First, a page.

I am grateful for four-year-olds, not just any four-year-old, but Linden to be specific.
I am currently in British Columbia helping my grandson transition into kindergarten. My daughter is a single mom and we had the resources for me to fly out to help the glacial move from non-kindergarten to kindergarten. As I drove Linden to school for an hour one day and two hours another day I thought of single mothers in entry level jobs whose employers would have no interest in accommodating such a schedule and whose previous daycare providers would have filled those spaces with children requiring full time care.
I’m not about to get into a debate regarding the pros and cons of gradual entry to kindergarten. I’m hearing about my Ontario grandson who has had no such gentle approach to starting school, with its rip-the-Band-Aid-off strategy and as shy as he is, he adapted quickly. Nevertheless, irregardless, hereto unto fore, or any other non-words, I am here with the wonderful opportunity to spend time with Linden.
I should mention a couple of things to set the parameters of this discussion to accurately reflect my part in all of this. It has been well documented that patience is not my strong suit. I concur, though I have certainly mellowed in my later years. Others might willingly confirm said statement if called on to give testimony regarding my skills at being patient. “At least you are consistent,” Aimee confirms and I am thinking her statement is criticism masked as praise. My skin is thick. Well, maybe not that thick.
In all fairness to me are you aware that four-year-olds would challenge the patience of a Saint? True story. Granted I am no Mother Teresa, but holy cow, how much negotiation is required to get one’s shoes on. And further, are you aware that four-year-olds think grandmas are mind-readers and if they aren’t, they certainly should be. And grandmas need to be chefs ready to adjust the menu options at a moment’s notice or with no notice at all. And while four-year-olds are engrossed in their television programs, the house could explode and burst into flames and still they would not hear Grandma calling them to brush their teeth. And grandmas need the skills of a clairvoyant to know just what four-year-old’s true needs are in any given moment.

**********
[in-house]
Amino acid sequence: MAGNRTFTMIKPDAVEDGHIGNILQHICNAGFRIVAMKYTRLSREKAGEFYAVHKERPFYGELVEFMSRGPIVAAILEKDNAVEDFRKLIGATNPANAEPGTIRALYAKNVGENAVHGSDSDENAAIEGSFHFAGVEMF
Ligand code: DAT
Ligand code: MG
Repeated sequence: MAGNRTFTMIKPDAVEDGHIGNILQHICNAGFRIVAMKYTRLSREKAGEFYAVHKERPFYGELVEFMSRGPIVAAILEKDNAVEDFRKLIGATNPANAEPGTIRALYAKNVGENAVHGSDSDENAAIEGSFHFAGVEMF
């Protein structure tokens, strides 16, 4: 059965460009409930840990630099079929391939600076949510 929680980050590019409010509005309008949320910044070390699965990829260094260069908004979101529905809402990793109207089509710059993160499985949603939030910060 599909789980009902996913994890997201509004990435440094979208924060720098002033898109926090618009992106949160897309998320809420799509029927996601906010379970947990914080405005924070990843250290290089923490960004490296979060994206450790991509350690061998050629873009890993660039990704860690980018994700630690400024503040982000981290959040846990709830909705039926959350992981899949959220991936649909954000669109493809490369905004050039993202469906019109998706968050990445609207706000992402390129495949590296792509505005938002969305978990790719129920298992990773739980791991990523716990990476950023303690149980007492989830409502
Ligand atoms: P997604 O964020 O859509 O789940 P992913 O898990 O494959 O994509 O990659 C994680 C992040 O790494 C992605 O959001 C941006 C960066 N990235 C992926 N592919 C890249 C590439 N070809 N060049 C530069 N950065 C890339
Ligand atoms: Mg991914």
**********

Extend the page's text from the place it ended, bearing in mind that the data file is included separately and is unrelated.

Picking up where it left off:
One of the things I enjoy about having graduated from active duty as a mother to active duty as a grandmother, is I can recall my own skills as a mother as being flawless. My children never acted up, never made a fuss about what was being served for supper, always went to bed without complaint and without requesting water, without another story, without more water, without a pillow adjustment, without one more trip to the bathroom, etc, etc, etc and without maybe just one more sip of water. My children never had temper tantrums, never balked at being told to make their bed or comb their hair. Well, maybe the hair thing was a struggle, but that was the only “tremor in the force” as I recall. My children may remember things differently, but memory is a fluid thing.
I must confess when four-year-olds say they want to sleep with grandma tonight and cuddle up under my arm with a story, their head resting on my chest, their little fingers disappearing inside my hand, then all those other things really don’t matter one iota. But I think you already knew that.